Targeted delivery of a poorly water-soluble compound to hair follicles using polymeric nanoparticle suspensions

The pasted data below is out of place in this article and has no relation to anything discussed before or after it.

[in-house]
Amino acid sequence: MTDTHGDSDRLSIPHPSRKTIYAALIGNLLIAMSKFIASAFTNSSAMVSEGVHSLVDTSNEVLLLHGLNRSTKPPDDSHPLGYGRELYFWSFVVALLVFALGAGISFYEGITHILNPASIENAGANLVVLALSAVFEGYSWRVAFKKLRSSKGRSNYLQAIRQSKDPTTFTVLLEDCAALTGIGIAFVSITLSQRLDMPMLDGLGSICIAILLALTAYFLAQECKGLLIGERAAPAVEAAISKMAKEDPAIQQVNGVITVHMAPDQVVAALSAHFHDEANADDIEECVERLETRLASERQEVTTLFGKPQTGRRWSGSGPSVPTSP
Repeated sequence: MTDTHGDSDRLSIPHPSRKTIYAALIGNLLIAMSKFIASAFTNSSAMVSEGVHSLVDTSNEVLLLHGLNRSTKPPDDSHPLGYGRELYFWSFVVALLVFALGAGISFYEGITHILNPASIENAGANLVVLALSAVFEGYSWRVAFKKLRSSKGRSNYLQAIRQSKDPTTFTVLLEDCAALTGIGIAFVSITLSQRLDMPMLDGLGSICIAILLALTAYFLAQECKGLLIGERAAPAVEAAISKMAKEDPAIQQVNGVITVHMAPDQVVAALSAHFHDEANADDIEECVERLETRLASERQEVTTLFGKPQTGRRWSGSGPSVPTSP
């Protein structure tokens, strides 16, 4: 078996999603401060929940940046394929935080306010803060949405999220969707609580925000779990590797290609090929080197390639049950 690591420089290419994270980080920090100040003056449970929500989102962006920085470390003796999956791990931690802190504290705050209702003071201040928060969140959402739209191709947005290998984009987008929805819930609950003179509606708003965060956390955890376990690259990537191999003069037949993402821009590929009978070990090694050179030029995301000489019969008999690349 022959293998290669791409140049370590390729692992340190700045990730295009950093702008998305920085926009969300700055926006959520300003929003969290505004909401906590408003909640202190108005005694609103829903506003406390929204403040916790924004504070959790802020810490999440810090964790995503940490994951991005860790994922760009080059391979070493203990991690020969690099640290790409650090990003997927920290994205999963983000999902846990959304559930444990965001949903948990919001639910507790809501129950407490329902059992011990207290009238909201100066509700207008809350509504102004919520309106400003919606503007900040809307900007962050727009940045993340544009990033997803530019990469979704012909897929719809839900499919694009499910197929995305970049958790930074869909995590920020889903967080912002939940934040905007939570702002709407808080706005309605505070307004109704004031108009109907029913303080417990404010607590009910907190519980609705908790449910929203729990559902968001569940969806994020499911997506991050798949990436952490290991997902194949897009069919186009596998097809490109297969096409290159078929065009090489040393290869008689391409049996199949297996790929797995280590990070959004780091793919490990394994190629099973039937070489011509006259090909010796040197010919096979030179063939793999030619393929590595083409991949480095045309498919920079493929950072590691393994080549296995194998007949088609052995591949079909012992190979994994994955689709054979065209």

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This study explored the utility of topically applied polymeric nanoparticle suspensions to target delivery of poorly water-soluble drugs to hair follicles. Several formulations of amorphous drug/polymer nanoparticles were prepared from ethyl cellulose and UK-157,147 (systematic name (3S,4R)-[6-(3-hydroxyphenyl)sulfonyl]-2,2,3-trimethyl-4-(2-methyl-3-oxo-2,3-dihydropyridazin-6-yloxy)-3-chromanol), a potassium channel opener, using sodium glycocholate (NaGC) as a surface stabilizer. Nanoparticle suspensions were evaluated to determine if targeted drug delivery to sebaceous glands and hair follicles could be achieved. In in vitro testing with rabbit ear tissue, delivery of UK-157,147 to the follicles was demonstrated with limited distribution to the surrounding dermis. Delivery to hair follicles was also demonstrated in vivo, based on stimulation of hair growth in tests of 100-nm nanoparticles with a C3H mouse model. The nanoparticles were well-tolerated, with no visible skin irritation. In vivo tests of smaller nanoparticles with a hamster ear model also indicated targeted delivery to sebaceous glands. The nanoparticles released drug rapidly in in vitro nonsink dissolution tests and were stable in suspension for 3 months.The present results show selective drug delivery to the follicle by follicular transport of nanoparticles and rapid release of a poorly water-soluble drug. Thus, nanoparticles represent a promising approach for targeted topical delivery of low-solubility compounds to hair follicles.

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